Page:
What is the role of the instructor in a Mastery-Based Learning classroom?
The faculty member’s role is quite different from that of a “traditional” classroom. In the Mastery-Based Learning model, it is possible for students to be working on different units at the same time in the class. The instructor will meet individually with each student in the class, discussing progress on individual assignments. After the individual conferences, the instructor will be responsible for answering student questions as they are needed during the class session. If a group of students appears to be in the same area, the instructor may hold a small-group discussion on the assignment being studied to cover any difficulties that students may be having. The instructor is also responsible for grading assignments and discussing the results with the student, as discussed in the example to follow.

How does a student pass a Mastery-Based Learning course?
A student will pass the course once all unit exams have been passed in succession with at least a 70 percent and the student has scored at least a 60 percent on the final exam. A letter grade is then assigned based on cumulative performance on all assignments in the course.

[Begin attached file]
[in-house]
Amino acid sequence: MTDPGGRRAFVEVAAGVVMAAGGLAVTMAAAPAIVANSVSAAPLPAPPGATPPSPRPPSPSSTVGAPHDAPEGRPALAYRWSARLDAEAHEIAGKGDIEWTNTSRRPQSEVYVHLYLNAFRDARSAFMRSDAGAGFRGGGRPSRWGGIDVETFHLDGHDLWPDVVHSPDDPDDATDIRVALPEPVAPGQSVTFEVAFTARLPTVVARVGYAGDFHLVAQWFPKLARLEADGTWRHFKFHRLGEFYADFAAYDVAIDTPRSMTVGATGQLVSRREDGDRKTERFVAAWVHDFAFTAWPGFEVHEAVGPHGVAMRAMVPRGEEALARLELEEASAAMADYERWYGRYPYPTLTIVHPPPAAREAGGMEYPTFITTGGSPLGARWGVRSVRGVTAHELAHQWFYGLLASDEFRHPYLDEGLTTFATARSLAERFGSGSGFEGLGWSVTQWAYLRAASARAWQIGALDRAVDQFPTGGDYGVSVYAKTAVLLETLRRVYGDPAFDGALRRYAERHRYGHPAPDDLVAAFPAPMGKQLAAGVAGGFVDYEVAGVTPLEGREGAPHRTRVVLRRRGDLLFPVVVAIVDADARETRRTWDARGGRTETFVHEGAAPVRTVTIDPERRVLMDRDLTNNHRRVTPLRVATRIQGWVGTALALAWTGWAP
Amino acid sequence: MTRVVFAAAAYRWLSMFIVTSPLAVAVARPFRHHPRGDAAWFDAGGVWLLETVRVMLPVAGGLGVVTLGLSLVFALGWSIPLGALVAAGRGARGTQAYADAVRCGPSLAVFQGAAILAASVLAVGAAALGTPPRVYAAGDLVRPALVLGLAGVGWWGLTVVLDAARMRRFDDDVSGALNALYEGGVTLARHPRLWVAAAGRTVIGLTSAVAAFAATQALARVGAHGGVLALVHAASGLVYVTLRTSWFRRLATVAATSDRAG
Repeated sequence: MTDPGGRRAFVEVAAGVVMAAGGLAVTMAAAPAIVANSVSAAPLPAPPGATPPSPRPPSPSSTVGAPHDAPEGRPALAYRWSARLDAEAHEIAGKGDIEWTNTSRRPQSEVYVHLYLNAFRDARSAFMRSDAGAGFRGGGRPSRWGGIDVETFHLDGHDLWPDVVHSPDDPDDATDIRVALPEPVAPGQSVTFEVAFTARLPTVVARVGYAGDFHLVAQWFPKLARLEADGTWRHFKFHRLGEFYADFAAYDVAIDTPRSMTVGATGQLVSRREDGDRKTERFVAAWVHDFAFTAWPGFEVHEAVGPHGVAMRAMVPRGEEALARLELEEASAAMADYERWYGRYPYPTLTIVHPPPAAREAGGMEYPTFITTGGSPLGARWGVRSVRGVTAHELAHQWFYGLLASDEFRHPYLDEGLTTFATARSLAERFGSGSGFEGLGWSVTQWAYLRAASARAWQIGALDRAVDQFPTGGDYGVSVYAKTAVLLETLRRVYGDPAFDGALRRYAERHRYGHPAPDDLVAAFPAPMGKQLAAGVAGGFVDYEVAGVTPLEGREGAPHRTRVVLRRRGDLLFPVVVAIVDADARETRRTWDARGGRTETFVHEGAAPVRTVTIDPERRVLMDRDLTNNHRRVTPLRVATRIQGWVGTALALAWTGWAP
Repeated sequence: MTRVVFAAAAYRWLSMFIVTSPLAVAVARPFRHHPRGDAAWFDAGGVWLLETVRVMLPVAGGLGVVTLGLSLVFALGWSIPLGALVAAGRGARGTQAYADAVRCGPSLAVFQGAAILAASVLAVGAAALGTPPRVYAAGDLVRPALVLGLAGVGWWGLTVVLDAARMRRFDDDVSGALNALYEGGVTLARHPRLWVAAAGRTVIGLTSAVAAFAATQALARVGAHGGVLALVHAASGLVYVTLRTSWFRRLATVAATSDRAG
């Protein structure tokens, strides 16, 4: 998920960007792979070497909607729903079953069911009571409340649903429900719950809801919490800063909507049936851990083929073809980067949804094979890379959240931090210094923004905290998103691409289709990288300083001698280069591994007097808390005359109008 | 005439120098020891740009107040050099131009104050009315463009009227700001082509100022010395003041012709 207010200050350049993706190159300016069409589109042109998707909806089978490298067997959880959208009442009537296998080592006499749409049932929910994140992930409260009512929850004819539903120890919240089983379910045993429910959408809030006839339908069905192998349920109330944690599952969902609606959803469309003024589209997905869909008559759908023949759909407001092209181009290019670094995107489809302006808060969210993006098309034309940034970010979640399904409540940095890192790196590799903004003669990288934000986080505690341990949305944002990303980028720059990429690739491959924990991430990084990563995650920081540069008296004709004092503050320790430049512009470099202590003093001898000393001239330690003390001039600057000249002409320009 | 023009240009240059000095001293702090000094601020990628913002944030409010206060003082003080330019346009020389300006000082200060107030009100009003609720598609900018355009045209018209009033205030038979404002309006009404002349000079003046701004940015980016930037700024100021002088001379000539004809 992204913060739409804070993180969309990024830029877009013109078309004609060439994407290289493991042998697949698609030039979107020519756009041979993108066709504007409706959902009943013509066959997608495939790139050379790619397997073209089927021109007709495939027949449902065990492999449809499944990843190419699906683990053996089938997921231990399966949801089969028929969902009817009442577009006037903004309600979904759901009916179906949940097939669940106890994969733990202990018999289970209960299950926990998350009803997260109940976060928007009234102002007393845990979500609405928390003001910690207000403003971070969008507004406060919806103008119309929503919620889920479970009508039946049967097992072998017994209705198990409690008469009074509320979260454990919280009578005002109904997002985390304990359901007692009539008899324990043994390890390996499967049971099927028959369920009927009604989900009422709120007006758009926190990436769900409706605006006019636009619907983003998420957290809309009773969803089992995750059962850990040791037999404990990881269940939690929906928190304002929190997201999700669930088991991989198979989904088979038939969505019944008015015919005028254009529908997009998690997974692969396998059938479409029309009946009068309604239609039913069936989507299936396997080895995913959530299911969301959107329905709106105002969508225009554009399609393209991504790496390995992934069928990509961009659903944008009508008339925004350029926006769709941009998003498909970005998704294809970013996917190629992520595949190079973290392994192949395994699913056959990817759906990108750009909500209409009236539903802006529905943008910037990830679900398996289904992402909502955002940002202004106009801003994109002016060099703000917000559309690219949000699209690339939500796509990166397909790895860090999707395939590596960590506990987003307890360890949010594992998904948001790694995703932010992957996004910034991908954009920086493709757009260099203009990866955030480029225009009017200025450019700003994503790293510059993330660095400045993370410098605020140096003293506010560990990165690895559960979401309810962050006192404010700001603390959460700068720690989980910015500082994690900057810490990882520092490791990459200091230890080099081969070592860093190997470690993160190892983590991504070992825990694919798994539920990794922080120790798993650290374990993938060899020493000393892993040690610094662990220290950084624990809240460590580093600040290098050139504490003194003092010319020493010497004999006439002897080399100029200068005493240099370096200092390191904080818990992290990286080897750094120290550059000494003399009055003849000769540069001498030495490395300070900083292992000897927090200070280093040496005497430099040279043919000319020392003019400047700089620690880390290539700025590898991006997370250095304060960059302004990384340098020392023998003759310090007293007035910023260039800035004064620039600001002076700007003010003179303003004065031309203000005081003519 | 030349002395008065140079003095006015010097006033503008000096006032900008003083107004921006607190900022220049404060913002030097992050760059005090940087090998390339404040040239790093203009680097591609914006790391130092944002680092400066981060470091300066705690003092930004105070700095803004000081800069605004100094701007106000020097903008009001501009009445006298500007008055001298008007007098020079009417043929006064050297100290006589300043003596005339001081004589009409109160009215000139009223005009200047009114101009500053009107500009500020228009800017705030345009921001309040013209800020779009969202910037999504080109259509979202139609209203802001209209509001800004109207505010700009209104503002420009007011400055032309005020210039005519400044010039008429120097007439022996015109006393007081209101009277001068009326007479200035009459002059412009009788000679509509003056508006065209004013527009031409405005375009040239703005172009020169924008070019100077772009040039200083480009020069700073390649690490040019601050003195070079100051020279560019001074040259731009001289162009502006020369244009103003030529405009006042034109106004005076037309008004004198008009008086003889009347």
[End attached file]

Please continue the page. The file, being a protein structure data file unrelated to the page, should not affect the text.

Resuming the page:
What if a student does not pass all unit exams by the final day of the course?
If this occurs, the student fails the course. If a student feels that there will not be enough time to finish the course due to falling behind, that student has the option to withdraw from the course before the withdrawal deadline. An unsuccessful student may continue working from the last unit that was completed at the end of the semester. The student would re-register for the course, and results from the previous semester would be transferred to the next semester, and the student would continue working as previously discussed. A student can attempt a Mastery-Based Learning course twice. If it is attempted a third time, the student would be required to start over from the beginning due to the amount of time that has passed.

What if a student finishes a class early?